The impact of COVID-19 has changed many things including the face of healthcare. Financial pressure has made it essential for many independent physicians to explore new options. A report by McKinsey in May, 2020 highlighted that more than half of physicians were worried about their practices closing.

Six weeks into COVID, almost half of all independent physician practices surveyed, had less than four weeks cash on hand, making staff layoffs and business restructuring imperative for survival.

The loss in revenue is for a variety of reasons. COVID has meant a drop in office visits of 60%. Fewer visits also mean fewer referrals, and patients are delaying routine preventive visits. Many medical offices reduced the volume of non-essential care to patients and some practices closed for weeks through the COVID outbreak.

The biggest change in practice has been the push to telemedicine, though there are still some slow adopters. Independent practices need to change quickly, and the use of virtual encounters is not enough. Independent practices provide important access for communities and the closure of some of these practices means reduced availability of care.

Independent practices can pivot quickly, turning a small ship is much quicker than a big ship. While hospital systems are facing their own challenges, independent practices have a range of opportunities that provide the potential to regain lost revenues and do so quickly.

Areas of opportunity include:

  1. Increasing the level of value-based care leveraging remote patient programs that keep patients at home and monitored is an easy place to start. Many practices are currently underutilizing this service. Even those practices that perceive they are doing this well, could benefit from an audit of available services. They likely will be surprised how much they are missing out on. Adding value-based care can be easy, with no upfront costs and state of the art software that can save staff time and bring in new revenue, safely.
  2. Adding diagnostic equipment helps generate revenue. Post-COVID and at-risk patients can benefit from a thorough assessment of their autonomic nervous systems (ANS). Prediabetes and inflammatory processes have been demonstrated to result in increased morbidity associated with COVID. While the etiology of this is yet to be fully determined, patient risk can be assessed with a review of circulatory, hormonal, and nervous system function. An increase in postural orthostatic tachycardia syndrome (POTS) has also been found in post-COVID patients, an area where the ANS plays a significant role in maintaining homeostasis. Optimized billing is vital to ensure that this solution provides a rapid ROI for your practice.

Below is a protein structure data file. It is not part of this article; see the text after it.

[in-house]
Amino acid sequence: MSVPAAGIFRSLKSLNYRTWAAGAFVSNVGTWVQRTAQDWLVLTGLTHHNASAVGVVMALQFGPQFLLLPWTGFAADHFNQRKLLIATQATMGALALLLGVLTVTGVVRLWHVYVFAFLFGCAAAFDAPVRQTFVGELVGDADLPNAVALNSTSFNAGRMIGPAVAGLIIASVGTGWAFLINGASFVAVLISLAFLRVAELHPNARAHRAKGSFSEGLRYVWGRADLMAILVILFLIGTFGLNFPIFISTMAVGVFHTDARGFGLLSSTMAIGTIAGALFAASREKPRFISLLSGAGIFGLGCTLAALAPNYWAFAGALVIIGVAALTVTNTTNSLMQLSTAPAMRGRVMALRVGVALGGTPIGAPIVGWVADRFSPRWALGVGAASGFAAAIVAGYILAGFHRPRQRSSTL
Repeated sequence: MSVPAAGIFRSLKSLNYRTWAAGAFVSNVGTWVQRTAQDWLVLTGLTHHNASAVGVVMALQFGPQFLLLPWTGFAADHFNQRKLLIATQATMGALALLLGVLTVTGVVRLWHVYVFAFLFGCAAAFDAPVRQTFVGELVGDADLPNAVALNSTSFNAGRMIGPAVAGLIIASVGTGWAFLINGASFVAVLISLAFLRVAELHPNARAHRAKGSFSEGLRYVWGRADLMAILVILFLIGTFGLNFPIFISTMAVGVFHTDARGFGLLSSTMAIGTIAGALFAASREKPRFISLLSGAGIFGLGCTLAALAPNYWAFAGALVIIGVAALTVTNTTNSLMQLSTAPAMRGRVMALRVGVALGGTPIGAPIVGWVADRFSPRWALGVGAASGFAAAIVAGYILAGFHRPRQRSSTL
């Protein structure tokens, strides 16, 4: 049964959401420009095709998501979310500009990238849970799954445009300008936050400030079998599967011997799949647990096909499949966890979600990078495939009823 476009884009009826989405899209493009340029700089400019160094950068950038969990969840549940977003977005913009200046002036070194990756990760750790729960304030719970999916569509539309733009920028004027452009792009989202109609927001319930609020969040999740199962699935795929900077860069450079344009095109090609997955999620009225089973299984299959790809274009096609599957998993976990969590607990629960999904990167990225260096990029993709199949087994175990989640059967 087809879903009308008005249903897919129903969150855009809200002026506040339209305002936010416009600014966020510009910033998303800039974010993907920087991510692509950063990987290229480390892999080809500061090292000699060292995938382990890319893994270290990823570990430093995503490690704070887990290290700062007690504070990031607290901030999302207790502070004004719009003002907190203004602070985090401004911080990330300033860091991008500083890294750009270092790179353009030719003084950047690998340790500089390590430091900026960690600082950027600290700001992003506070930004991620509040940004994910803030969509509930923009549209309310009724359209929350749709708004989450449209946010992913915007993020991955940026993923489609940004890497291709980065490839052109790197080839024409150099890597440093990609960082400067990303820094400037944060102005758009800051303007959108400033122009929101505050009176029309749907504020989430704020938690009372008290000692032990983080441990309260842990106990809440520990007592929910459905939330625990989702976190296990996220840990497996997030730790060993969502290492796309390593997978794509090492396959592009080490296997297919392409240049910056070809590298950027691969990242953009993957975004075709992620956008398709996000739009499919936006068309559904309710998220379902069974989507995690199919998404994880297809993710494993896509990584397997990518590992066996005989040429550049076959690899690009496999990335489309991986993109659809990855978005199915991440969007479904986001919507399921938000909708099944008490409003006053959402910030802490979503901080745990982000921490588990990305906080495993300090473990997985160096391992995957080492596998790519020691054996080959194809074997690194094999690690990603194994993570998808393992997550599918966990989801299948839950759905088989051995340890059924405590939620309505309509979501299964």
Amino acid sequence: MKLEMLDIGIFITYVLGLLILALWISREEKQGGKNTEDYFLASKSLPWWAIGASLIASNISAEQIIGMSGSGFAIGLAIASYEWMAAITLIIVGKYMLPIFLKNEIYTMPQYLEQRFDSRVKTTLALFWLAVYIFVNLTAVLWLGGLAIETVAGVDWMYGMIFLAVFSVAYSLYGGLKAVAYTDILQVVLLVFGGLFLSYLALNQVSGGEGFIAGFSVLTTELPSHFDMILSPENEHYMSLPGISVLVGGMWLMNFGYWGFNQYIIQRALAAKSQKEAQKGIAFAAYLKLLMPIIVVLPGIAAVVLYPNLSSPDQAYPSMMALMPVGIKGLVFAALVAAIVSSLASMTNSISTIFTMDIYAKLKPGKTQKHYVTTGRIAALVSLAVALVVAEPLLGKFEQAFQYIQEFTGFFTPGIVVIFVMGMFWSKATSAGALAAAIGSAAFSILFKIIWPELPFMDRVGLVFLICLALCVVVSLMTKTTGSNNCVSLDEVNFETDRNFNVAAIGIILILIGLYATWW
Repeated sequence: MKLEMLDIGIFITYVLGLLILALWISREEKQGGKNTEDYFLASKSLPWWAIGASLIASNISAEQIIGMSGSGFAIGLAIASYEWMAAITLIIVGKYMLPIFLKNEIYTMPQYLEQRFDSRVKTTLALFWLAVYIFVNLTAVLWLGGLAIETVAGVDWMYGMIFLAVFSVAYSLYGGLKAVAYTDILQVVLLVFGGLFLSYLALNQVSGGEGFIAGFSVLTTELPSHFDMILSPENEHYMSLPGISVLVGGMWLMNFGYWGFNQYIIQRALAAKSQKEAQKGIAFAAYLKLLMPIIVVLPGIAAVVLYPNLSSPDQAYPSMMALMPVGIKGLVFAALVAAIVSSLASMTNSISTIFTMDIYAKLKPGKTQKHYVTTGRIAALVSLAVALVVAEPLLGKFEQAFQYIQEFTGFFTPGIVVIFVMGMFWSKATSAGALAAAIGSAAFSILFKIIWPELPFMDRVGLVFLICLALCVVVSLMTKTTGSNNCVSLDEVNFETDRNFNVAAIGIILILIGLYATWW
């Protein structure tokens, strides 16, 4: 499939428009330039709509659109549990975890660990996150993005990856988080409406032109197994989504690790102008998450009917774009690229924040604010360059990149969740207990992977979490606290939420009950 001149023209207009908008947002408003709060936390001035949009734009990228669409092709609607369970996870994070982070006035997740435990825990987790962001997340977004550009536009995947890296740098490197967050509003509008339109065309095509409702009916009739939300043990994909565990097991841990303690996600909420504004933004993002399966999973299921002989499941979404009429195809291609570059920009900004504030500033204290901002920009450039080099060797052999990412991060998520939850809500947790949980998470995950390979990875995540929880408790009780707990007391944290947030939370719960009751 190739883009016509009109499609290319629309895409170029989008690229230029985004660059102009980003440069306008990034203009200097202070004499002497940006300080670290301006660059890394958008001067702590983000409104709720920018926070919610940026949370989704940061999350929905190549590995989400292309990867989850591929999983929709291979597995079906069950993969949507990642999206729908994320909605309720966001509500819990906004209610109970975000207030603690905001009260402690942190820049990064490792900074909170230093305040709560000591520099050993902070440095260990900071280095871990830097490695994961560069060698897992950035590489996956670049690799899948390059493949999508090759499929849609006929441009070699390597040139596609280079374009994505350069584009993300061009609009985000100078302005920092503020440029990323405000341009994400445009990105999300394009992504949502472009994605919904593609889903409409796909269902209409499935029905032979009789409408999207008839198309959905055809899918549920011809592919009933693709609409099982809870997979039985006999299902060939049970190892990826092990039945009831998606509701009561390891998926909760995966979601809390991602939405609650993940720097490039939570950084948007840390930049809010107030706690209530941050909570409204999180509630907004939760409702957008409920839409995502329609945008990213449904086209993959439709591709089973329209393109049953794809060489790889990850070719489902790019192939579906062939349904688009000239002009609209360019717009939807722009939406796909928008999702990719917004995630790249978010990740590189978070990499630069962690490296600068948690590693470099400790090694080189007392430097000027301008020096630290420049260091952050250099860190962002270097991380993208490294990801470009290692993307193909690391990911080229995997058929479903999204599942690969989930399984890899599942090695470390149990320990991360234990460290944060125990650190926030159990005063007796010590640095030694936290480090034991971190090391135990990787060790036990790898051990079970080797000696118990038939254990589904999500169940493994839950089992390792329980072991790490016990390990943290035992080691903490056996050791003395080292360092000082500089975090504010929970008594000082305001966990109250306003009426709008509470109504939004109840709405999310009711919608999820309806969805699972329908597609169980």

3. The scare of COVID is pushing patients to be more accountable for their own health, an area that has frustrated physicians for decades. Addressing obesity is at the forefront of this challenge. Insurances and Medicare cover counseling episodes for the obese. They provide another opportunity for physicians to make a difference in health outcomes with guided programs that help navigate the behavioral challenges of dealing with weight issues.
  4. With patients recuperating from COVID, regenerative medicine associated with lung repair could provide another significant opportunity. Revenues for amniotic fluid nebulizers are significant and have been shown to be beneficial in treating a range of lung diseases including COPD. Studies are still to be completed for use in COVID to fully determine its effectiveness.
  5. Technology is not just making everyday devices more portable. Medical equipment too. Portable ultrasounds were a saving grace in South Korea prior to the availability of COVID-19 testing. Lung ultrasounds are a useful methodology for differential diagnosis of COVID, assess infection duration and severity. The portability of these devices makes them a multifunctional assessment tool for use as a diagnostic tool for musculoskeletal, thyroid and guided treatments.. With proper training and reporting, portable ultrasound can provide a ready and reliable income stream with diagnostic versatility.

Working with a Practice Development Manager (PDM) means taking the guesswork out of the best programs for your practice. To find out more about programs that could work for your practice, contact your PDM.